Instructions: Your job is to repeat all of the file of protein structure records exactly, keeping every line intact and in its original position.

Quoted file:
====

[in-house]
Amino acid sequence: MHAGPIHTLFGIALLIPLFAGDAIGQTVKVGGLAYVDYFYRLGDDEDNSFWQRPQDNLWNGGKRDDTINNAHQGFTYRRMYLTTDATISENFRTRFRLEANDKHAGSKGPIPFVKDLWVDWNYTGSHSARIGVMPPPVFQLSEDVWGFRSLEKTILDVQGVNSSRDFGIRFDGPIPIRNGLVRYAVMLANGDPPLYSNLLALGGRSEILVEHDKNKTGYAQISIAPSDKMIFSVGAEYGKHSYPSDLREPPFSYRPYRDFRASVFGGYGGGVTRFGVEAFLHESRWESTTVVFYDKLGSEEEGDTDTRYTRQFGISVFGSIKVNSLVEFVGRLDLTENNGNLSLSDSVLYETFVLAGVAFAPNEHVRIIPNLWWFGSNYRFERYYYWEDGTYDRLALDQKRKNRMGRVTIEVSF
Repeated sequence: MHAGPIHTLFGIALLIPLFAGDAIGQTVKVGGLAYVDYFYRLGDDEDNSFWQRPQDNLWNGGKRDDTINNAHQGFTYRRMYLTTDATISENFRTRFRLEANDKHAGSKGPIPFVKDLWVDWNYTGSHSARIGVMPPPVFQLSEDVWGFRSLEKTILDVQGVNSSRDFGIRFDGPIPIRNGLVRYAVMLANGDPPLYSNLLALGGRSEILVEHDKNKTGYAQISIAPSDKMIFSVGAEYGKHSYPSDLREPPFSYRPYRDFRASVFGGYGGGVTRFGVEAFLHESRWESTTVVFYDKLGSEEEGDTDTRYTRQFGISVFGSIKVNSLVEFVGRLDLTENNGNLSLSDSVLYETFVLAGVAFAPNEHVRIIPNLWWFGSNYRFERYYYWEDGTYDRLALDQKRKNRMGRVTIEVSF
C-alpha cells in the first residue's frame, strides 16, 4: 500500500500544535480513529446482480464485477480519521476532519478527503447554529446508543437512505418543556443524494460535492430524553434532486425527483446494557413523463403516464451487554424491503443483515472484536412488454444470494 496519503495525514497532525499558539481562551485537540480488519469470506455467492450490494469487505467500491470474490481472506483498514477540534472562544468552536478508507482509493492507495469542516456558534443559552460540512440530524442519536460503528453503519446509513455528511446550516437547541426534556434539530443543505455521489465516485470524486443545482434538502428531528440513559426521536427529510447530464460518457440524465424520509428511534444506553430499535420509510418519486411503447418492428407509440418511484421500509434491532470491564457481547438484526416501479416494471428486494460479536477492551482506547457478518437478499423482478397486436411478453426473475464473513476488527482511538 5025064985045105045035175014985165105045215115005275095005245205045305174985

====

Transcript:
[in-house]
Amino acid sequence: MHAGPIHTLFGIALLIPLFAGDAIGQTVKVGGLAYVDYFYRLGDDEDNSFWQRPQDNLWNGGKRDDTINNAHQGFTYRRMYLTTDATISENFRTRFRLEANDKHAGSKGPIPFVKDLWVDWNYTGSHSARIGVMPPPVFQLSEDVWGFRSLEKTILDVQGVNSSRDFGIRFDGPIPIRNGLVRYAVMLANGDPPLYSNLLALGGRSEILVEHDKNKTGYAQISIAPSDKMIFSVGAEYGKHSYPSDLREPPFSYRPYRDFRASVFGGYGGGVTRFGVEAFLHESRWESTTVVFYDKLGSEEEGDTDTRYTRQFGISVFGSIKVNSLVEFVGRLDLTENNGNLSLSDSVLYETFVLAGVAFAPNEHVRIIPNLWWFGSNYRFERYYYWEDGTYDRLALDQKRKNRMGRVTIEVSF
Repeated sequence: MHAGPIHTLFGIALLIPLFAGDAIGQTVKVGGLAYVDYFYRLGDDEDNSFWQRPQDNLWNGGKRDDTINNAHQGFTYRRMYLTTDATISENFRTRFRLEANDKHAGSKGPIPFVKDLWVDWNYTGSHSARIGVMPPPVFQLSEDVWGFRSLEKTILDVQGVNSSRDFGIRFDGPIPIRNGLVRYAVMLANGDPPLYSNLLALGGRSEILVEHDKNKTGYAQISIAPSDKMIFSVGAEYGKHSYPSDLREPPFSYRPYRDFRASVFGGYGGGVTRFGVEAFLHESRWESTTVVFYDKLGSEEEGDTDTRYTRQFGISVFGSIKVNSLVEFVGRLDLTENNGNLSLSDSVLYETFVLAGVAFAPNEHVRIIPNLWWFGSNYRFERYYYWEDGTYDRLALDQKRKNRMGRVTIEVSF
C-alpha cells in the first residue's frame, strides 16, 4: 500500500500544535480513529446482480464485477480519521476532519478527503447554529446508543437512505418543556443524494460535492430524553434532486425527483446494557413523463403516464451487554424491503443483515472484536412488454444470494 496519503495525514497532525499558539481562551485537540480488519469470506455467492450490494469487505467500491470474490481472506483498514477540534472562544468552536478508507482509493492507495469542516456558534443559552460540512440530524442519536460503528453503519446509513455528511446550516437547541426534556434539530443543505455521489465516485470524486443545482434538502428531528440513559426521536427529510447530464460518457440524465424520509428511534444506553430499535420509510418519486411503447418492428407509440418511484421500509434491532470491564457481547438484526416501479416494471428486494460479536477492551482506547457478518437478499423482478397486436411478453426473475464473513476488527482511538 5025064985045105045035175014985165105045215115005275095005245205045305174985